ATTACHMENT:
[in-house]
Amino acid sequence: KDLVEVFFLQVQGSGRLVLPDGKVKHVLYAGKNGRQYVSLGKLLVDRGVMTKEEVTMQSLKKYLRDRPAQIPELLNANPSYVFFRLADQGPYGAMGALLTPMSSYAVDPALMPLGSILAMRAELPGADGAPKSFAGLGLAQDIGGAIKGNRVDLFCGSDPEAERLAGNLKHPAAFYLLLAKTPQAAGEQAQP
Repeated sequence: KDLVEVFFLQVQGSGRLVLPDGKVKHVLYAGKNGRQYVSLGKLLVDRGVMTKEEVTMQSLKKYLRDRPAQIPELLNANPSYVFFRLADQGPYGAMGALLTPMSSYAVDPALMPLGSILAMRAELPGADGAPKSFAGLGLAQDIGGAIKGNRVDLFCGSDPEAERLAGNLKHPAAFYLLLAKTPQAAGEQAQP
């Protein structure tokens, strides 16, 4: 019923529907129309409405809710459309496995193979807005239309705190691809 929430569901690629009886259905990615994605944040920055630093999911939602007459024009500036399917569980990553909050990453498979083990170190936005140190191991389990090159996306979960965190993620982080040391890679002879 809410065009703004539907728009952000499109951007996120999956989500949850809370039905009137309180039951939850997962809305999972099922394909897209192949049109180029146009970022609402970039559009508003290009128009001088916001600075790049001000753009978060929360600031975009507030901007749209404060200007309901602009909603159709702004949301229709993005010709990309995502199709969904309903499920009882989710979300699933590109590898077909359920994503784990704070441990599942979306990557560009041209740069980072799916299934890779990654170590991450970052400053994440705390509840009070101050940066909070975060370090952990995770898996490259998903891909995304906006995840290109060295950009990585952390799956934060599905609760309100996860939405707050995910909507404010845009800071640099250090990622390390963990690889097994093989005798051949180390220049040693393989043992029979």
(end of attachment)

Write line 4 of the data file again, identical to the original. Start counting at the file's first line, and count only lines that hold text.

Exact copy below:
């Protein structure tokens, strides 16, 4: 019923529907129309409405809710459309496995193979807005239309705190691809 929430569901690629009886259905990615994605944040920055630093999911939602007459024009500036399917569980990553909050990453498979083990170190936005140190191991389990090159996306979960965190993620982080040391890679002879 809410065009703004539907728009952000499109951007996120999956989500949850809370039905009137309180039951939850997962809305999972099922394909897209192949049109180029146009970022609402970039559009508003290009128009001088916001600075790049001000753009978060929360600031975009507030901007749209404060200007309901602009909603159709702004949301229709993005010709990309995502199709969904309903499920009882989710979300699933590109590898077909359920994503784990704070441990599942979306990557560009041209740069980072799916299934890779990654170590991450970052400053994440705390509840009070101050940066909070975060370090952990995770898996490259998903891909995304906006995840290109060295950009990585952390799956934060599905609760309100996860939405707050995910909507404010845009800071640099250090990622390390963990690889097994093989005798051949180390220049040693393989043992029979």